Use of Technology In Judiciary | 26 Aug 2021

This article is based on Helping and hindering justice which was published in the Hindu on 26/08/2021. It talks about the challenges of using technology in the judicial system.

Recently, while dealing with issues arising in connection with the CoWIN portal, the Supreme Court pointed out some of the major impediments in the delivery of vaccines to the people at large.

Major Impediments are: inadequate digital literacy across the country, inadequate digital penetration, and serious issues of bandwidth and connectivity, particularly in remote and inaccessible regions.

Despite the ambition of bringing the benefits of vaccination to every human being in the country, the policy was falling short of its goal because of the inherent difficulties pointed out.

The premise in the observations of the court was that relying solely on digital transformation may not be a sound idea. It could result in exclusion of a large section of the population on account of the enumerated shortfalls.

The similar challenges are faced by the judicial system while using technology in the dispensation of justice.

Judiciary’s Efforts During Pandemic

  • In the wake of the pandemic, courts began using facilities like e-filing in true earnest.
  • In May 2020, the Supreme Court also introduced another innovation: a new system of e-filing and artificial intelligence-enabled referencing.
    • This was meant to herald efficiency, transparency and access to court delivery services for every user.
  • The judiciary’s effort is not merely a one-off action to overcome the pandemic-created emergency. It also seeks to harness technology in overcoming and resolving the intractable ills that have for long dogged the judiciary.
    • These include the massive backlog of cases and unacceptable levels of judicial vacancies across the country at all levels.
  • The latest Vision Document for Phase III of the e-Courts Project seeks to address the judiciary’s digital deprivation.
    • It envisages an infrastructure for the judicial system that is ‘natively digital’ and reflects the effect that the pandemic has had on India’s judicial timeline and thinking.

Issues Associated With Digital Solution to Judiciary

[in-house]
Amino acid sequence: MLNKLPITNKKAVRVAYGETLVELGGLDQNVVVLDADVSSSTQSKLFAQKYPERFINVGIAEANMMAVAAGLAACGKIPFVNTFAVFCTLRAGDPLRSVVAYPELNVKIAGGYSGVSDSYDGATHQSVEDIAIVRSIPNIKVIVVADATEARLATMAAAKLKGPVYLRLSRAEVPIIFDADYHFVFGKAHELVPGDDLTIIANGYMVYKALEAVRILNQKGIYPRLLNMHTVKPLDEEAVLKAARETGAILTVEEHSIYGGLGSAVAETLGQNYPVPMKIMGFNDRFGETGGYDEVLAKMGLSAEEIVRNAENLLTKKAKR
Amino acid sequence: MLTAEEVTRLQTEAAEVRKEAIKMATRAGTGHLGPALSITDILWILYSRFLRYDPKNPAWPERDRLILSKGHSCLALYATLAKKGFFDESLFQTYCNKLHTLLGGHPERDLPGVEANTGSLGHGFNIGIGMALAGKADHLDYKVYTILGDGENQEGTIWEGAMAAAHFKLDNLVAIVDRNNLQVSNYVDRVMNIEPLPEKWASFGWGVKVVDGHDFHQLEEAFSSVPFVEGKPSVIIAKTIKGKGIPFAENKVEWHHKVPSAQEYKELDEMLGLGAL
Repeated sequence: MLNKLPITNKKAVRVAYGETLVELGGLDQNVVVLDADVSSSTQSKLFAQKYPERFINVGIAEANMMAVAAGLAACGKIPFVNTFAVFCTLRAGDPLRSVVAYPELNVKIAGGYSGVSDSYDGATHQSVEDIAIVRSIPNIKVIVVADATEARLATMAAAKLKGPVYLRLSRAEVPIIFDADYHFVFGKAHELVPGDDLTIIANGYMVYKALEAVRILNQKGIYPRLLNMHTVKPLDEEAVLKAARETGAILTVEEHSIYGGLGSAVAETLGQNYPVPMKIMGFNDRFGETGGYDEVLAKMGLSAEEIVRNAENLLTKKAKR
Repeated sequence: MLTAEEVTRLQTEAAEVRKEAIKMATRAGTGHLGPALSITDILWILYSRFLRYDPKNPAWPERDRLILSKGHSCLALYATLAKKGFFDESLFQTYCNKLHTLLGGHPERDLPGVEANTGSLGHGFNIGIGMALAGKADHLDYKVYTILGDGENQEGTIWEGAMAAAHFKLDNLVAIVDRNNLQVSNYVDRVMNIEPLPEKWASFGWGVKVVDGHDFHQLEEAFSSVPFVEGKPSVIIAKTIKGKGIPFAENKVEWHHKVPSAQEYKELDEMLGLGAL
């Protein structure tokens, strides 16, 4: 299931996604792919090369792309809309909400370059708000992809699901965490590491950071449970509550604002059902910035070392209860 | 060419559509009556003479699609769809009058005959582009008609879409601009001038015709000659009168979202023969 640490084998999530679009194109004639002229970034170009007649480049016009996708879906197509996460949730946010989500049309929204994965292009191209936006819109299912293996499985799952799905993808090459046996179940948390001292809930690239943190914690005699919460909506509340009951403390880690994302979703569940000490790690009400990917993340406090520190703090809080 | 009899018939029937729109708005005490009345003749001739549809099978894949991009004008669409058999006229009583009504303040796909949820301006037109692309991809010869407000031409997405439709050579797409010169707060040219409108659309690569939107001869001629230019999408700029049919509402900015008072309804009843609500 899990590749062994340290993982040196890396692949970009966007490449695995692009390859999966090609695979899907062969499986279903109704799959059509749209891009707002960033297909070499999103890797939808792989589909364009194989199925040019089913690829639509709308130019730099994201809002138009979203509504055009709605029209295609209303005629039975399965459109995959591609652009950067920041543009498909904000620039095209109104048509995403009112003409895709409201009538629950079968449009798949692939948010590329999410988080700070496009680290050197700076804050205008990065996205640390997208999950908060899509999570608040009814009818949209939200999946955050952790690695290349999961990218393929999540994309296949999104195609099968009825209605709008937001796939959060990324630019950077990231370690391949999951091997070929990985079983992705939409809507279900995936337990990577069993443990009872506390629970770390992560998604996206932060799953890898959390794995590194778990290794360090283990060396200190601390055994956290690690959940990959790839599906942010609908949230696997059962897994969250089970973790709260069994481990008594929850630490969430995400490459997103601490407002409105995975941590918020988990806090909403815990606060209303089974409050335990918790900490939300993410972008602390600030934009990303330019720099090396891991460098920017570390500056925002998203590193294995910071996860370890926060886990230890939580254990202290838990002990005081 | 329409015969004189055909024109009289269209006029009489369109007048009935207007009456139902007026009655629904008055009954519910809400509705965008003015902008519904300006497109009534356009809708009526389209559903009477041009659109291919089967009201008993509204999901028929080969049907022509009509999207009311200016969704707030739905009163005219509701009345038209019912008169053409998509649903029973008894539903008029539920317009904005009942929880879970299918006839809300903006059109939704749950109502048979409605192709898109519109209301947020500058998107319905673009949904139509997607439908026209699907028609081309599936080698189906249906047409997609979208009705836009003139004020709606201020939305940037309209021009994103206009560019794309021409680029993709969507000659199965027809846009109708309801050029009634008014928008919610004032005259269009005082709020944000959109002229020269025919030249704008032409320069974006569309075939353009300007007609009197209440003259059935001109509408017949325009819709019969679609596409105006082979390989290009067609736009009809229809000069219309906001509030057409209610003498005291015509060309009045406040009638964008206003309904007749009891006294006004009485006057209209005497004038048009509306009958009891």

• Not a Panacea: Deployed with adequate data-based planning and safeguards, technological tools can be a game changer.
    • However, technology is not per se value-neutral — that is, it is not immune to biases — and therefore, it must be properly evaluated to see whether it works to increase the power imbalance between citizens and the state or whether it affirms and furthers citizens’ rights.
  • Maintaining e-courts Record: The paralegal staff is not well equipped and trained to effectively handle document or record evidence, and make them readily accessible to the litigant, to the council as well as to the court.
  • Hacking and Cybersecurity: On the top of technology, cyber-security will be a huge concern too. The government has initiated remedial steps to address this problem and formulated the Cyber Security Strategy. However, the practical and actual implementation of the same remains a challenge.
  • Lawyers in semi-urban and rural districts find online hearings challenging, mostly due to connectivity issues and an unfamiliarity with this way of working.
  • Other issues might involve the litigant’s lack of confidence in the process due to lack of proximity.
    • It is must to keep in mind that there will always be an inherent resistance to change to all stakeholders, whether for good or bad.

Way Forward

  • Frequent Performance Audits: It would be imperative to resort to performance audits and sandboxing measures (isolated test environment) to carefully understand and gauge the potential and risks.
  • Deep house cleaning is required in each court and there also needs to be an outreach to all litigants in a cost-effective, convenient and efficient manner.
  • Evidence Based Rational Approach: The next course of action should be based on an evidence-based rational approach.
    • For instance, we need to study and understand why video conferencing in criminal cases has neither shortened trials nor reduced the number of people awaiting trial.
  • Address Uneven Digital Access: While mobile phones are widely owned and used, access to the Internet remains limited to urban users.
  • Filling Up Vacancies: Just as doctors cannot be replaced by chatbots, technology, no matter how advanced, cannot be a substitute for judges of whom there remains a big shortfall.
    • The India Justice Report 2020 pegs vacancies in the High Court at 38% (2018-19) and in lower courts at 22% for the same period.
    • More than four out of every 10 posts of High Court judges remain vacant as of August 2021.
  • Infrastructure Deficit: Open court is a cardinal principle in the delivery of justice. The question of public access cannot be pushed to the sidelines but must be a central consideration.
    • The shortage of technical infrastructure has too often meant that access to online hearings is curtailed.


Perhaps, this could be the opportune time for making lasting changes that could transform the creaking justice delivery system in India.

But an over-reliance on technology is not a panacea to all the ills plaguing the courts and if done without forethought, could become counterproductive.

Drishti Mains Question

Technology can be a game changer, but it is not a panacea for the ills plaguing courts. Discuss.